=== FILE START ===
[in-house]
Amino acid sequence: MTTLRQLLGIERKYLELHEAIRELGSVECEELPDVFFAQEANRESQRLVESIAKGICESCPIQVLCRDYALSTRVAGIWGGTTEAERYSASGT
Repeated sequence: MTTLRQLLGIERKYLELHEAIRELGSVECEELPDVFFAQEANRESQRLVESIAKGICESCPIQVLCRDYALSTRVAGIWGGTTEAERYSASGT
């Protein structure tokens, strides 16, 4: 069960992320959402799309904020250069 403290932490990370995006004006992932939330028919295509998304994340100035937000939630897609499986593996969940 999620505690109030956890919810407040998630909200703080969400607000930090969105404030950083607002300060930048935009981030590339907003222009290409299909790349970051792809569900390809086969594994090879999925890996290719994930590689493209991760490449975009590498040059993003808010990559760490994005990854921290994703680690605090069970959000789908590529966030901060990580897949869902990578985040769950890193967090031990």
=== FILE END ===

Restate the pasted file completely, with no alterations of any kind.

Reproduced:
[in-house]
Amino acid sequence: MTTLRQLLGIERKYLELHEAIRELGSVECEELPDVFFAQEANRESQRLVESIAKGICESCPIQVLCRDYALSTRVAGIWGGTTEAERYSASGT
Repeated sequence: MTTLRQLLGIERKYLELHEAIRELGSVECEELPDVFFAQEANRESQRLVESIAKGICESCPIQVLCRDYALSTRVAGIWGGTTEAERYSASGT
């Protein structure tokens, strides 16, 4: 069960992320959402799309904020250069 403290932490990370995006004006992932939330028919295509998304994340100035937000939630897609499986593996969940 999620505690109030956890919810407040998630909200703080969400607000930090969105404030950083607002300060930048935009981030590339907003222009290409299909790349970051792809569900390809086969594994090879999925890996290719994930590689493209991760490449975009590498040059993003808010990559760490994005990854921290994703680690605090069970959000789908590529966030901060990580897949869902990578985040769950890193967090031990």